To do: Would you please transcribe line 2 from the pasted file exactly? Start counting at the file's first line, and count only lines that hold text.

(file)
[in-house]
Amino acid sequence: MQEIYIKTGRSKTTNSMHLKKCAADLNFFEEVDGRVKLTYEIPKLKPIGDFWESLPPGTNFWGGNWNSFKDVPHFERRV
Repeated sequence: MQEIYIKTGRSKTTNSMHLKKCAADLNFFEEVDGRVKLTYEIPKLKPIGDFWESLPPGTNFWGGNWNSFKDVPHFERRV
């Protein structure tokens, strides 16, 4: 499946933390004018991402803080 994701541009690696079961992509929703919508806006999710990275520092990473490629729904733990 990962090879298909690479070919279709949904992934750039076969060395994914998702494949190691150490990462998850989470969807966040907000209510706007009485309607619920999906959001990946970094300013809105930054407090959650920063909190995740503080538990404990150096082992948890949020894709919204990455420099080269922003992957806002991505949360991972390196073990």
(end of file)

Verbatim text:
Amino acid sequence: MQEIYIKTGRSKTTNSMHLKKCAADLNFFEEVDGRVKLTYEIPKLKPIGDFWESLPPGTNFWGGNWNSFKDVPHFERRV